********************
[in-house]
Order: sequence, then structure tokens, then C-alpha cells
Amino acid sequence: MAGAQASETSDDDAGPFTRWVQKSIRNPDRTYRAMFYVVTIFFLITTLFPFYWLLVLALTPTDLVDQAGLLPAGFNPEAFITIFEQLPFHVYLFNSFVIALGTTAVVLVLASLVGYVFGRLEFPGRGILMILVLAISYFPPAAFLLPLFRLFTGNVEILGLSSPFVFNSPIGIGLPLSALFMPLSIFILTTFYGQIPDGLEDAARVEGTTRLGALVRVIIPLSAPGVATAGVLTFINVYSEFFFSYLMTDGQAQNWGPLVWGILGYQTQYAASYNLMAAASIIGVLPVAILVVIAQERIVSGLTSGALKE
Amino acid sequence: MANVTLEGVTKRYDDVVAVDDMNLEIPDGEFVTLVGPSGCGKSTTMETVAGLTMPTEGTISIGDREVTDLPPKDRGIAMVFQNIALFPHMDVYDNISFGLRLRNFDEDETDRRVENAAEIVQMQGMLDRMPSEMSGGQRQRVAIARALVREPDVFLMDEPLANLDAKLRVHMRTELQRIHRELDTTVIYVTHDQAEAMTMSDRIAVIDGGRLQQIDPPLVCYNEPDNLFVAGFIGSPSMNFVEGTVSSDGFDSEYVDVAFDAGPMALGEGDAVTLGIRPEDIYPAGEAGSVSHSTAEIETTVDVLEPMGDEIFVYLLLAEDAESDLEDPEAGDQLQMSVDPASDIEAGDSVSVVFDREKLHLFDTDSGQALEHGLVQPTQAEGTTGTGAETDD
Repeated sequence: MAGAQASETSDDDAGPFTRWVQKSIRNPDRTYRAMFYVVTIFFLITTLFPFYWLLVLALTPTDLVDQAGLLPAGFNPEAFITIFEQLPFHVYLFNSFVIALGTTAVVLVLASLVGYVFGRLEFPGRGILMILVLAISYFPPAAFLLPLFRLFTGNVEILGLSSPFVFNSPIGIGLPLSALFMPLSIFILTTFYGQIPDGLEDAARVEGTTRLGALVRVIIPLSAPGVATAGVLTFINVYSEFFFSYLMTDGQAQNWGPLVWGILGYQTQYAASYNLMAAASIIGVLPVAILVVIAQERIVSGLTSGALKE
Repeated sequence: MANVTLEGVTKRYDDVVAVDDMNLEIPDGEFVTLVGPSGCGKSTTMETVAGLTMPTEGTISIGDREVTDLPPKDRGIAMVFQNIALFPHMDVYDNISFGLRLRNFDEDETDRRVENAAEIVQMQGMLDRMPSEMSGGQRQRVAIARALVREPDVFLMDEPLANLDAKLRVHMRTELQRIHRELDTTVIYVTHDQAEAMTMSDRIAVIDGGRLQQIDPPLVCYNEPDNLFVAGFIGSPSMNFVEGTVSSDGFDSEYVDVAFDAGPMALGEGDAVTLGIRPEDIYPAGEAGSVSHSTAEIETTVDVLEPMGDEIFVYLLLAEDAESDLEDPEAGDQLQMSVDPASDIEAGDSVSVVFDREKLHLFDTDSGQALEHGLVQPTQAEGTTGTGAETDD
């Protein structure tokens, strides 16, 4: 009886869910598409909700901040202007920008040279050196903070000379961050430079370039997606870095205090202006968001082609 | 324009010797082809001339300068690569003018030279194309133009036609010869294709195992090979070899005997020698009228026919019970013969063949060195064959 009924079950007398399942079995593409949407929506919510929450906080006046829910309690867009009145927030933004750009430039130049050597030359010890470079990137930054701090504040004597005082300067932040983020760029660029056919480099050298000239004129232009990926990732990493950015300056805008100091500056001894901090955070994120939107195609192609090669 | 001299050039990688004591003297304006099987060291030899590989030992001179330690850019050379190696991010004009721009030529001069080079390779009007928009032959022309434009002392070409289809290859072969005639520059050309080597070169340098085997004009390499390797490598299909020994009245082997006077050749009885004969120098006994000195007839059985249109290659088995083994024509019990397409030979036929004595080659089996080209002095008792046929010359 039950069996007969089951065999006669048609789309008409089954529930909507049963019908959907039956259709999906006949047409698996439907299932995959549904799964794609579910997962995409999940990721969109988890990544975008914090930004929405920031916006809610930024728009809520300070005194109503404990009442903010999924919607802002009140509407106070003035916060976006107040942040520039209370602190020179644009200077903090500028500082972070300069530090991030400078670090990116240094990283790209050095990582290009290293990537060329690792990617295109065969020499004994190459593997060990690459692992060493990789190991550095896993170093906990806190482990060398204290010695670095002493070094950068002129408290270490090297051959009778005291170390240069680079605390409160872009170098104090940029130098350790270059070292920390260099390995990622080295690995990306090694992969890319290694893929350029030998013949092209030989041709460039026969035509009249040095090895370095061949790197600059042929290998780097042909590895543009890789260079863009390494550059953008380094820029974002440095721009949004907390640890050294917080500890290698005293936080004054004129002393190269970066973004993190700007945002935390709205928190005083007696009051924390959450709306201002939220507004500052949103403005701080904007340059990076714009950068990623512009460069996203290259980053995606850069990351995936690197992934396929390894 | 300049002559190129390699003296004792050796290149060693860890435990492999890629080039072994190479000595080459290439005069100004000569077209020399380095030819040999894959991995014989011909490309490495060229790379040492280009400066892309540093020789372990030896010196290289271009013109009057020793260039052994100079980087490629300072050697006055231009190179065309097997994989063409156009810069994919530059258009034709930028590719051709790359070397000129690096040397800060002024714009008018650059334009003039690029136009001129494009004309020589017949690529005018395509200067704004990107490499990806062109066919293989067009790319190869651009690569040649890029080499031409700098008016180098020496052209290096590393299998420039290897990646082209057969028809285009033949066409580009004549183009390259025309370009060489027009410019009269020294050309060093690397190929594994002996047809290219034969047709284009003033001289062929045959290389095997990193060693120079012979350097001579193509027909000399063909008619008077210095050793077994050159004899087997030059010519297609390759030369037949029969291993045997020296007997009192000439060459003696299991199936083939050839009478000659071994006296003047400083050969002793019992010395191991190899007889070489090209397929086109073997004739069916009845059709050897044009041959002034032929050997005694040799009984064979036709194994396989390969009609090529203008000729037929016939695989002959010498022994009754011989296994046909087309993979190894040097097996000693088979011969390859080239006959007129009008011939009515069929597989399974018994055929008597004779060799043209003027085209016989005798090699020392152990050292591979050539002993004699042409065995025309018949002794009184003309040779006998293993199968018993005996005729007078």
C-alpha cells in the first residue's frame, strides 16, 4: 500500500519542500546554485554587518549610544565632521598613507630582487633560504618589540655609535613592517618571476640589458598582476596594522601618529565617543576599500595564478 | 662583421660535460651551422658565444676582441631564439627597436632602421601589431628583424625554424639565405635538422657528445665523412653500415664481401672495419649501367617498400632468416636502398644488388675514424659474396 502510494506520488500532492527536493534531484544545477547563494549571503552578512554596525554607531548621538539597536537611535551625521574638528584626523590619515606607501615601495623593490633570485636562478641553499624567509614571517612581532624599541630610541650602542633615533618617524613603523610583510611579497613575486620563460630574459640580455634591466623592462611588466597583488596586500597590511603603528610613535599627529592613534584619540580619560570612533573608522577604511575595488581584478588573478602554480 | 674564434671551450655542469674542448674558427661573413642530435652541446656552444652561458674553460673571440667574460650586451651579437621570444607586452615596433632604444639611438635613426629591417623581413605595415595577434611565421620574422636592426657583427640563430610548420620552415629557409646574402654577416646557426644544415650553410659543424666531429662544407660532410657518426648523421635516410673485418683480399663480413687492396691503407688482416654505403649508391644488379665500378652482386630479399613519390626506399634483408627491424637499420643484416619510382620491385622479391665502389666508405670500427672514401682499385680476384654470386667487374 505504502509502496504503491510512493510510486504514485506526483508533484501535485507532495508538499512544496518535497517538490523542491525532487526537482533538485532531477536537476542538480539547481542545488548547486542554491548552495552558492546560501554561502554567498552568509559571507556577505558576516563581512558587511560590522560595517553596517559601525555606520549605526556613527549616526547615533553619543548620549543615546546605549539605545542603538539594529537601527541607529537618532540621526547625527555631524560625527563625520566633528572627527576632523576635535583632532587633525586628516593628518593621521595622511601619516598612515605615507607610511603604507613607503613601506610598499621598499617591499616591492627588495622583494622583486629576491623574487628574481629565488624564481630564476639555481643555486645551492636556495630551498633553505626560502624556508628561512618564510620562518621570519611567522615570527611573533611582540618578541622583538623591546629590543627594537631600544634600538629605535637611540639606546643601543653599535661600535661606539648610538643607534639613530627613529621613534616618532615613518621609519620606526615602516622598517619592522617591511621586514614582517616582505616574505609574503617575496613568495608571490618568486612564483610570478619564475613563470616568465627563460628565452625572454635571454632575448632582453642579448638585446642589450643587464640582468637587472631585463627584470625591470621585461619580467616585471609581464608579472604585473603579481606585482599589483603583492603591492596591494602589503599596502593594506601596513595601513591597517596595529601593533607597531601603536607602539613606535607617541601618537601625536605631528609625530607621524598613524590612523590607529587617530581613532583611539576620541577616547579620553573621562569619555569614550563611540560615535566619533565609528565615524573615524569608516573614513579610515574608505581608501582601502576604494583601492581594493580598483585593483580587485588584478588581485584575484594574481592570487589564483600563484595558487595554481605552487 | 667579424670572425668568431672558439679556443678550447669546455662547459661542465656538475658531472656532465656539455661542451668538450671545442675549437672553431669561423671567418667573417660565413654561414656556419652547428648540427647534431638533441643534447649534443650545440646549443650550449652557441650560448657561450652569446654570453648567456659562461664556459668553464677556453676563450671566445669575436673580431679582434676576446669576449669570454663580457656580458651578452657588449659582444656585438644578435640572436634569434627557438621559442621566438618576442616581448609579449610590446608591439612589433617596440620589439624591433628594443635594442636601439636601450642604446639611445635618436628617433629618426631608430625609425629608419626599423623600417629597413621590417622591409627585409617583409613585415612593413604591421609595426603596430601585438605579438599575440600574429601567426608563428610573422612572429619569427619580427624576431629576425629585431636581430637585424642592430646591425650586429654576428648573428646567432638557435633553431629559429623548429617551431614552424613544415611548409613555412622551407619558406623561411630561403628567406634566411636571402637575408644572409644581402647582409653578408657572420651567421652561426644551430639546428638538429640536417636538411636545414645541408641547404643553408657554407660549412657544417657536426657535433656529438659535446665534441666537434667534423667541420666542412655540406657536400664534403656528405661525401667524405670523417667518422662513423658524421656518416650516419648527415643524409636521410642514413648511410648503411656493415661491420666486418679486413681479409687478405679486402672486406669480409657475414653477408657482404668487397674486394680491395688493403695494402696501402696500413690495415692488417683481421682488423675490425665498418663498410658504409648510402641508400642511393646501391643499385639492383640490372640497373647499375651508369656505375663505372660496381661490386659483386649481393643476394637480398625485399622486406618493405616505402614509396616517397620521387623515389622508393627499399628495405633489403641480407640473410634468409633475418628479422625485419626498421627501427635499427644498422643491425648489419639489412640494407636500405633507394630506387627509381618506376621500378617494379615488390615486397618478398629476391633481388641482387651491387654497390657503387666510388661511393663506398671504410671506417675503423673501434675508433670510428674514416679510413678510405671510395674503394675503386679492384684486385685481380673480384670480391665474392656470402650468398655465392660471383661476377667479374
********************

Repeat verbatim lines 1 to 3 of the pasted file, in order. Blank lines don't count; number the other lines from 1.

[in-house]
Order: sequence, then structure tokens, then C-alpha cells
Amino acid sequence: MAGAQASETSDDDAGPFTRWVQKSIRNPDRTYRAMFYVVTIFFLITTLFPFYWLLVLALTPTDLVDQAGLLPAGFNPEAFITIFEQLPFHVYLFNSFVIALGTTAVVLVLASLVGYVFGRLEFPGRGILMILVLAISYFPPAAFLLPLFRLFTGNVEILGLSSPFVFNSPIGIGLPLSALFMPLSIFILTTFYGQIPDGLEDAARVEGTTRLGALVRVIIPLSAPGVATAGVLTFINVYSEFFFSYLMTDGQAQNWGPLVWGILGYQTQYAASYNLMAAASIIGVLPVAILVVIAQERIVSGLTSGALKE